The company provides her a free dormitory with internet service and other necessities and she spends weekends like every other young girl: shopping, watching movies and travelling. 

"Those overseas forces who concocted the 'forced labor' claim have never visited our company, and know nothing about our true situation," she said. 

"What they claim is nonsense, what they want is to leave us with no work, no food, what they did was very shameful and hateful," she said. 

Apart from anti-China forces, some Western media outlets also helped spread the rumors with their biased reports. 

Xu cited an example of journalists from a foreign broadcasting company who only skirted around the outside of a cotton processing factory in Xinjiang. But they claimed in their report that China was forcing tens of thousands of different ethnic minorities to engage in hard manual labor, and journalists from the same media outlet filmed without the consent of the subjects while interviewing a clothing company in the region. They even mistaken company employees for local government officials claiming they were obstructed by officials.  

Xu stressed that Xinjiang is open and welcomes foreign journalists, but firmly opposes those who carry out "investigations" with the presumption of guilt under the pretext of so-called human rights investigation, with the aim to disrupt the stable development of Xinjiang and interfering in China's internal affairs. 

Cotton growing area and output in Xinjiang 2016-20 Graphics: GT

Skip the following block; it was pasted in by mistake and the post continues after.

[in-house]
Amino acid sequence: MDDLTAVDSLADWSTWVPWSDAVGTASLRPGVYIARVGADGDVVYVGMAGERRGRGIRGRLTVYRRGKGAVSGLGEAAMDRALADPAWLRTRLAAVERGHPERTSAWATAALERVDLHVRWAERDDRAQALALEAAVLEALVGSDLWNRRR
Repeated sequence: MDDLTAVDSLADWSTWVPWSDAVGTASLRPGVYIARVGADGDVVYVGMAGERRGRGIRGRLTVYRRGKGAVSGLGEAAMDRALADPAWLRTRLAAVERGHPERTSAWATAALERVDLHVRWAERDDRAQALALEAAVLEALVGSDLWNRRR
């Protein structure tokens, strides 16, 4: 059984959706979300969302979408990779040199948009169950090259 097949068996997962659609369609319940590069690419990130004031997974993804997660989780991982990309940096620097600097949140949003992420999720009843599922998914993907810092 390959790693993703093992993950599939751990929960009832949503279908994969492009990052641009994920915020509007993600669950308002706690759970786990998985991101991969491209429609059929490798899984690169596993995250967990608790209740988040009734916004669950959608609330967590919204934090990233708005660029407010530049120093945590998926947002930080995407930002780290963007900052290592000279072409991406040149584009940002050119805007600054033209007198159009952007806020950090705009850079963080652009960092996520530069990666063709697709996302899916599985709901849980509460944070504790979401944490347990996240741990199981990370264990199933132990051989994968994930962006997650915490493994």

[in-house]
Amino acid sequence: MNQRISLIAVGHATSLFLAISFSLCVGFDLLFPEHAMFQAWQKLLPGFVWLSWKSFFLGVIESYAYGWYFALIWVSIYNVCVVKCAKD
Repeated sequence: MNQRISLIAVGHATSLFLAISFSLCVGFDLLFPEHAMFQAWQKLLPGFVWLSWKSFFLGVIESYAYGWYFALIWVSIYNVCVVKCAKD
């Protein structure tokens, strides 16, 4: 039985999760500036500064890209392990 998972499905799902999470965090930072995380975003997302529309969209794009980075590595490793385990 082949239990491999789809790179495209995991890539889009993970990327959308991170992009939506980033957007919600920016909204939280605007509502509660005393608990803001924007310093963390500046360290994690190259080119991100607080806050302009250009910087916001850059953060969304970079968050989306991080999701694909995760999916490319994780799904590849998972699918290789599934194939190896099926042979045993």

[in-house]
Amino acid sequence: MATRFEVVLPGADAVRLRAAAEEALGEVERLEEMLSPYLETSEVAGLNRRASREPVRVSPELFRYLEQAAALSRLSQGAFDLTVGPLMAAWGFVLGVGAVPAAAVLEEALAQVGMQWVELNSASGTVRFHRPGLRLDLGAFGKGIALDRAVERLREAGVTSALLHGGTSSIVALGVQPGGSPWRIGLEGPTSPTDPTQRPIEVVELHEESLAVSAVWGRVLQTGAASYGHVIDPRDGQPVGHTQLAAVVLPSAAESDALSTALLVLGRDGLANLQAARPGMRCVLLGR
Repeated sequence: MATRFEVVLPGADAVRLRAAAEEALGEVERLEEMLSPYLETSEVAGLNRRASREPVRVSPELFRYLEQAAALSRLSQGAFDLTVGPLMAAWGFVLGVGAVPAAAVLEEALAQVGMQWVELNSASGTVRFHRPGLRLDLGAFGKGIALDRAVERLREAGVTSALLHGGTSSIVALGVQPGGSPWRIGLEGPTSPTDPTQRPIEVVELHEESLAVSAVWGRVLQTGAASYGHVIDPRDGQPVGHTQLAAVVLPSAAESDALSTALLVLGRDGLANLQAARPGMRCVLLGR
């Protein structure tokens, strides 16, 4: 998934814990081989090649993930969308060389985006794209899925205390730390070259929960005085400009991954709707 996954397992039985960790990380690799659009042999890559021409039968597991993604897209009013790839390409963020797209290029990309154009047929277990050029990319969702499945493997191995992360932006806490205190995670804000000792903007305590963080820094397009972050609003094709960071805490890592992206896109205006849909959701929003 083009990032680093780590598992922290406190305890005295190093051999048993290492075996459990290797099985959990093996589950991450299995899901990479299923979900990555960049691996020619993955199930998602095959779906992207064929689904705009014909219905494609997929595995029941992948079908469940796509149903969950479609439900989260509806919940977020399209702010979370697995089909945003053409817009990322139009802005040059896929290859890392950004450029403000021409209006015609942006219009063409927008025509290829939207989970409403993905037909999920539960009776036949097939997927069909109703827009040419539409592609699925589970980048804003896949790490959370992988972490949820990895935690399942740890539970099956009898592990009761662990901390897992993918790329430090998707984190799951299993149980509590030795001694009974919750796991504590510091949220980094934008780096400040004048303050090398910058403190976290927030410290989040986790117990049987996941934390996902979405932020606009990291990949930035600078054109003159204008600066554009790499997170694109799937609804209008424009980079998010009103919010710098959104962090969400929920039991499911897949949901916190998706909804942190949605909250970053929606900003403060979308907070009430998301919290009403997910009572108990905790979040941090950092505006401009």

Cotton growing area and output in Xinjiang 2016-20 Graphics: GT



Political manipulation 

Not just the regional government, the Chinese central government also repeatedly expressed its open attitude towards the visit of the High Commissioner for UN Human Rights as well as officials from other Western countries to Xinjiang. 

On Monday, Chinese Foreign Ministry spokesperson Zhao Lijian said that China has extended an invitation long ago to the UN High Commissioner for Human Rights, and the two sides are in communication. 

But Zhao stressed that the purpose of the visit is to strengthen communication and cooperation, rather than "investigations" with the presumption of guilt. 

"We also oppose using this issue for political manipulation to put pressure on China," Zhao said. 

Zhao's remarks came after reports that UN Secretary General Antonio Guterres said in an interview with Canada's CBC on Sunday that the UN High Commissioner for Human Rights Michelle Bachelet's visit "is being negotiated at the present moment" with Chinese authorities. 

"And I hope that they will reach an agreement soon and that the human rights commissioner will be able to visit China without restrictions or limitations," Guterres said, according to Reuters. 

Mao Junxiang, executive director and professor at the Human Rights Studies Center at Central South University, told the Global Times on Monday that the UN's visit to any country should be based on the consent of the host country and respecting the country's sovereignty. 

He said that the Chinese authorities and the UN should discuss the mission of the visit. But Western media have been hyping up so-called "unfettered access" to Xinjiang, which analysts called pure political manipulation that tries to pressure the UN and China and sour China's cooperation with the High Commissioner.

Chinese analysts said the UN should stand up against pressure from certain Western countries, not declare any political position in its remarks and adhere to the UN Charter. 

Zhu Ying, deputy director of the National Human Rights Education and Training Base of Southwest University of Political Science and Law told the Global Times that the UN officials' visit to China has not been finalized as it requires much communication between the two sides on the schedule and the procedure of the visit, and if the visit plans to involve international experts, the selection of the experts also takes time. 


blog comments powered by Disqus